Dual research initiatives confirm continuing appetite for international expansion as executives chart path out of crisis.
BOSTON, MA—July 29, 2020—Two surveys conducted by Vistra, a leading provider of expert advisory and administrative support to Fund, Corporate, Capital Market, and Private Wealth clients, in partnership with CFO Research, reveal that even as the COVID-19 pandemic continues to upend global business operations, finance leaders aren’t abandoning global expansion plans. Instead, members of the C-suite are taking a decidedly long-term view of international operations and cross-border M&A.
The pair of studies, one conducted in January 2020 before the pandemic was declared, and the other amid pandemic-related lockdowns in April, offer new insights into the thoughts of finance leaders during a time of unprecedented volatility. Many of the operational concerns shared by executives before the pandemic have only intensified, and have been compounded by new challenges. Still, respondents are holding fast to strategic initiatives.
Across the research findings, key themes emerged:
- International Expansion Remains a Key Objective: Before the coronavirus crisis, nearly nine in 10 companies were considering expanding into new countries. In April, as the effects of the pandemic were being realized across the globe, expansion plans weren’t sidelined. Only eight percent of respondents said they were delaying acquisitions or takeovers as a means to shore up budgets.
- Governance and Taxes Challenge Multinational Operations: Along with the willingness to continue with expansion plans, some executives also reported a level of unreadiness when it came to operational and compliance considerations around expansion. From governance and work permits to corporate and indirect taxes, executives reported a number of challenges with operations or expansion. Nearly a quarter of executives said they lacked insight into and control over tax structuring when it came to cross-border operations.
- Supply Chain Concerns Remain Steady: The April survey showed that 31 percent of respondents consider supply chain disruption to be a major concern. That dovetailed with the results of the survey in January, when executives indicated they expected supply chain maintenance would increase the most dramatically among cross-border expenses. The findings underscored the need for in-house or outsourced expertise, including operational and commercial reconfiguration, consolidation of service providers, and risk and disruption management.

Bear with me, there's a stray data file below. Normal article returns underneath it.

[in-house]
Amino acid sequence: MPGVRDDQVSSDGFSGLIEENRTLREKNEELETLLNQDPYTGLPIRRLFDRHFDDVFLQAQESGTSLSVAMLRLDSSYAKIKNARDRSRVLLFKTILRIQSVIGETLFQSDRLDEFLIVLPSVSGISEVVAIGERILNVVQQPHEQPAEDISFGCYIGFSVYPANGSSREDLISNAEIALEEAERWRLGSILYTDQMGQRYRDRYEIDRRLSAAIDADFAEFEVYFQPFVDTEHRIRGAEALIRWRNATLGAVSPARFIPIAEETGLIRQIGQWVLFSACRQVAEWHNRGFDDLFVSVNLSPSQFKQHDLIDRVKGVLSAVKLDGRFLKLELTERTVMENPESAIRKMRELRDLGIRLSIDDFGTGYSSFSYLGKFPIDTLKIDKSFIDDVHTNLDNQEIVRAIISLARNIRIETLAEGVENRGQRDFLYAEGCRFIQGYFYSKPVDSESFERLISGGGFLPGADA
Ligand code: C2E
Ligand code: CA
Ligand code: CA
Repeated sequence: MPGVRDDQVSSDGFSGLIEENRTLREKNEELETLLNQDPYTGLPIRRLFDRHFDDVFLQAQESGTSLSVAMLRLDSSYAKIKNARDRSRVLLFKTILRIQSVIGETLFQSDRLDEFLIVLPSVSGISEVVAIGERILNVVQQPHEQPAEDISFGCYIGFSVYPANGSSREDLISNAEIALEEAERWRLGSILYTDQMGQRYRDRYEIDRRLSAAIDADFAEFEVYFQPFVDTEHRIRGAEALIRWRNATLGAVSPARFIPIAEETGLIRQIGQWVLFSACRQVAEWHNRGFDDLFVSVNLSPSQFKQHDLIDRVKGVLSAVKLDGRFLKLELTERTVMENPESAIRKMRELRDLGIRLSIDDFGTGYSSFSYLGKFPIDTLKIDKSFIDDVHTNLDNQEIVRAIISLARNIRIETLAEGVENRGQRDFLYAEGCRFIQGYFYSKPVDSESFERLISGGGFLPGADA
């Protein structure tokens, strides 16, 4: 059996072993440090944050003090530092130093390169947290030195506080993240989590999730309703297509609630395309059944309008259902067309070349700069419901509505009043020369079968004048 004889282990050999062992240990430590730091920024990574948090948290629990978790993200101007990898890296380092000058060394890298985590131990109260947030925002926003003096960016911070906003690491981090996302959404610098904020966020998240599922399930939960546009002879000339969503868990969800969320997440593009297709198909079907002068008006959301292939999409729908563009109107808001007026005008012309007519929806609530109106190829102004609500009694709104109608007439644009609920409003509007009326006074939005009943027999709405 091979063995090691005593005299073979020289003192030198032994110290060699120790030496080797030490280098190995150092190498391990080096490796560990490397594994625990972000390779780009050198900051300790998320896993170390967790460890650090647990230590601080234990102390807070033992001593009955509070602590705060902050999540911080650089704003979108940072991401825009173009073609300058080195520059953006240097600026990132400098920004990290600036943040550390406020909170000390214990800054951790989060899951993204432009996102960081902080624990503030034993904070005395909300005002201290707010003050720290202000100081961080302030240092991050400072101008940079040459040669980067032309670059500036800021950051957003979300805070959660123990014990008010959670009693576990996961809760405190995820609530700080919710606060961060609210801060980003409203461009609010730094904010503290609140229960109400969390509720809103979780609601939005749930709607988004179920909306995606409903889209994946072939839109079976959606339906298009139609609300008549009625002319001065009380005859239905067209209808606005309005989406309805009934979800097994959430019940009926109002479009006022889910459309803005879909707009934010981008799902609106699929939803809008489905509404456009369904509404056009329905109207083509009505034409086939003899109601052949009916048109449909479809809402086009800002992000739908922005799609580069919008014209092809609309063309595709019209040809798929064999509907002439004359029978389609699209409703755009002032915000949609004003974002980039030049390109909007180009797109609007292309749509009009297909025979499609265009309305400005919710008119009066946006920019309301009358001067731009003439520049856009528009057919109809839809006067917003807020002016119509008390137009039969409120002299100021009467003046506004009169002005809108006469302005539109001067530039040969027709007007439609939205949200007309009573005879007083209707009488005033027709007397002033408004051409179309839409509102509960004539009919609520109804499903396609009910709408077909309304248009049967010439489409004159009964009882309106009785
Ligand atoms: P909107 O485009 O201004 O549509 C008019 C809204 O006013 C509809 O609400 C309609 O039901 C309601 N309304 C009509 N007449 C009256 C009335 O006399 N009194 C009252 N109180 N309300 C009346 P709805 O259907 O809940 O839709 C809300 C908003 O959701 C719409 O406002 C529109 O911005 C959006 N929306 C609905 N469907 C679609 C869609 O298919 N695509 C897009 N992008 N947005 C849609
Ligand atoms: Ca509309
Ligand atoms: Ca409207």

- Entity Simplification as a Means to Mitigate Expense and Reduce Risk: As organizations seek to streamline entity structures to reduce tax expenses and reduce risk in the face of unprecedented market conditions, firms are also turning to entity rationalization. By undertaking reviews of legal structures, executives are aiming to eliminate redundancies, gain efficiencies, and identify legal entities that can be simplified or removed. Legal entity rationalization often results from or precedes M&A deals, but can also be part of a long-term corporate strategy. Before the pandemic was declared, six out of 10 companies were considering or engaged in legal entity rationalization. As multinationals continue to search for cost savings and forge ahead on expansion projects, that high rate is likely to continue or even increase.
- Organizations Are Turning to Stopgap Approaches to Stem Losses: When asked about the steps they were taking in the short term to adjust for the impact from the pandemic, nearly half of respondents said they were merely delaying investments. Only 20 percent said they would shut down some operations or business lines, and only two percent reported they were selling businesses or assets to raise cash.
“It’s clear that leading executives are looking beyond the current crisis,” said Saul Howerton, Vice President, Advisory at Vistra. “We saw extremely strong momentum building before the pandemic for global expansion, and these findings demonstrate that executives are focused on maintaining that momentum and carrying out their strategic objectives while protecting their businesses from emerging compliance risks, particularly in dealing with changes in areas of remote work and ever-changing tax legislation.”
Although global business leaders are holding fast to expansion plans, they are still grappling with many of the same issues they were addressing before the pandemic. Managing governance, risk, compliance, and operational functions across borders, especially during the current crisis, will remain a difficult prospect for the foreseeable future.
The early January 2020 survey queried 215 executives at companies with at least $100 million in annual revenues; nearly all of these companies are based in the U.S. The April survey asked 333 executives about their responses to the coronavirus crisis.
With a laser focus on minimising risk and enhancing efficiencies, Vistra provides expert advisory and administrative support to Fund, Corporate, Capital Market, and Private Wealth clients, helping capital flow, protecting investors and safeguarding assets across multiple industries. Vistra is present in 45 jurisdictions and employs over 4,600 professionals. For more information, please visit www.vistra.com
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